Since next week we have to hand in our WebQuest project I thought that maybe a little extra research on the subject might be of use!
The first thing I did was to learn more about who invented this type of activity and how he intended WebQuest to be used.
They were invented by Dr. Bernie Dodge in 1995. According to him, a well-designed webquest should include a muli-facet activity in which there are many possible right answers. He also suggests using topics that are relevant for the students and that are not based on topics that are already covered by student’s text book. He adds that students should not search for information but rather use it in order to complete the task. He advises teachers to give all the information they might need before hand. Dr. Dodge also promotes the use of authentic material for creating a WebQuest. Finally, he summarizes WebQuest as a task involving a higher level of thinking during which students do not simply copy paste information but rather use creativity in order to make sense of it and complete the activity.
Although it looks quite appealing and easy to do there are many pitfalls teachers should be aware of. First, there is the fact that some students will see it as just a traditional task in disguise, others will be lost amongst the endless numbers of website and last some teachers might forget to review the information thinking the students learned everything there was to be learned by simply completing the WebQuest.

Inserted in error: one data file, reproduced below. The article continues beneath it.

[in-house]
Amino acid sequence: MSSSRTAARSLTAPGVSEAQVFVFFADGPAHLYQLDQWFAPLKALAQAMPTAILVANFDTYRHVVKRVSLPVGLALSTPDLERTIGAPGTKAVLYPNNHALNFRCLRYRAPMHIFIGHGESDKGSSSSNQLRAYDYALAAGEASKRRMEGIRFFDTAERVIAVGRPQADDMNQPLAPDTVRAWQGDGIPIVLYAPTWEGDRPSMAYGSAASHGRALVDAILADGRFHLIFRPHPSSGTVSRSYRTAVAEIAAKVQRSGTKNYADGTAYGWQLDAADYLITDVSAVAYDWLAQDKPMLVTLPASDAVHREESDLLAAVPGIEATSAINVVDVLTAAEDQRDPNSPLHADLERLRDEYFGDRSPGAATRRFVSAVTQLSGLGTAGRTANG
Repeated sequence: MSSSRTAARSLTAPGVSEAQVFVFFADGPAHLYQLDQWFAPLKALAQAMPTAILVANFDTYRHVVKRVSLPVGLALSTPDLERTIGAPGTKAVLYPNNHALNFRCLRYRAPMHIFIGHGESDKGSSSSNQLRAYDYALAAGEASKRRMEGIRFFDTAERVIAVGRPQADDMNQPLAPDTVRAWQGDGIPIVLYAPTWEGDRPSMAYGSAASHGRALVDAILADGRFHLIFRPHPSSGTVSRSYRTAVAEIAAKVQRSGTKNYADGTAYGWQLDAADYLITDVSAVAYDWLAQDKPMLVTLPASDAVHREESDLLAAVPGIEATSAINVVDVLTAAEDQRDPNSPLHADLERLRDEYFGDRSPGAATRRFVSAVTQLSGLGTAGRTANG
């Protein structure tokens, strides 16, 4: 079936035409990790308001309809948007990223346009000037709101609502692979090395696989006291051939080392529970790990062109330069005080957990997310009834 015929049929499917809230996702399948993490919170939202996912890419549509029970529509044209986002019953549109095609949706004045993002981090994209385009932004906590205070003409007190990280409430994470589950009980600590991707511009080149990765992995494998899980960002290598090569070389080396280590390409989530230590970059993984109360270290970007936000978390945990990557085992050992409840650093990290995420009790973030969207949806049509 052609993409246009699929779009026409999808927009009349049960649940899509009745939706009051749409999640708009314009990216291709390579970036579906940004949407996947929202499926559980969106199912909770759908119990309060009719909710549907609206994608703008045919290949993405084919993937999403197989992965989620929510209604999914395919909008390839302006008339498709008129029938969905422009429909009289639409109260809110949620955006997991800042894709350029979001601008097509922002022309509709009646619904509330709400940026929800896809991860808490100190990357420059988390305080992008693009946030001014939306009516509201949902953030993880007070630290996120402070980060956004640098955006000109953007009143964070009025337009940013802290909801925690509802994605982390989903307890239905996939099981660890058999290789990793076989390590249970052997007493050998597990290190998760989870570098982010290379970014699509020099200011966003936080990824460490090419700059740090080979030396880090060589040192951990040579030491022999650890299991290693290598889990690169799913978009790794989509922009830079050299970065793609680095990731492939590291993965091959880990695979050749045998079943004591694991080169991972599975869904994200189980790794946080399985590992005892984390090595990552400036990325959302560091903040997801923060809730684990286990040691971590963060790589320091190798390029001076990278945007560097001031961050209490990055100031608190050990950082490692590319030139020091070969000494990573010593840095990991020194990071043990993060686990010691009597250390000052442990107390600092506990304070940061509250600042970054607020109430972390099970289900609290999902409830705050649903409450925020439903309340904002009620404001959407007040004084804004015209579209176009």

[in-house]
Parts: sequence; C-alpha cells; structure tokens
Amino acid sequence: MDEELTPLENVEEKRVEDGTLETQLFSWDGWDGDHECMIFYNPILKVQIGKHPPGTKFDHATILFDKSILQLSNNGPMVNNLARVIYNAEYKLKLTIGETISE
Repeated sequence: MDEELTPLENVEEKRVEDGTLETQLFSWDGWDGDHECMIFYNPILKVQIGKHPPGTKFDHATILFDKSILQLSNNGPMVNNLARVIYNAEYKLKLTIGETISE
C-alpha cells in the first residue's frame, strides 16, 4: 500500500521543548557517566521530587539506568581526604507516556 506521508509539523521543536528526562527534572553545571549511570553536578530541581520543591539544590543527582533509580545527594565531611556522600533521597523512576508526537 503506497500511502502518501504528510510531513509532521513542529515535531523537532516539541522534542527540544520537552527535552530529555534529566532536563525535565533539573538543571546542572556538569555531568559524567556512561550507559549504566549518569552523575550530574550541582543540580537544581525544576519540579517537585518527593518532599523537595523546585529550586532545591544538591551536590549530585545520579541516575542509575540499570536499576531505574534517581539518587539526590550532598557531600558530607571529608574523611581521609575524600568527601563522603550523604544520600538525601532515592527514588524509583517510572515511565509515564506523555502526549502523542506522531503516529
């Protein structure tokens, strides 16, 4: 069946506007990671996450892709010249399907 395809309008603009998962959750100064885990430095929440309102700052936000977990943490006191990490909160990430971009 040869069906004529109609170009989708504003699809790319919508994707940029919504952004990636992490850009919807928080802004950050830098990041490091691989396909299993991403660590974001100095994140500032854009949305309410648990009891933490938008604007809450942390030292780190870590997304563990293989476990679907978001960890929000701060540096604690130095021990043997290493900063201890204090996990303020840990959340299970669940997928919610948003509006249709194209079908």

Another website gave me clear explanations on how to put the information within the WebQuest ensuring it would be convenient for students to use and fill out.
One thing that Dr. Dodge said that really made me realize the potential given by such tool is the fact that it is a constructivist activity which really to the field of competency that students should acquire according to the MELS document.
Now that I have this information more defined in my head, I think it will be easier for me to create a WebQuest that could be of use for me either during my practicum or later during my professional career.
For more information visit: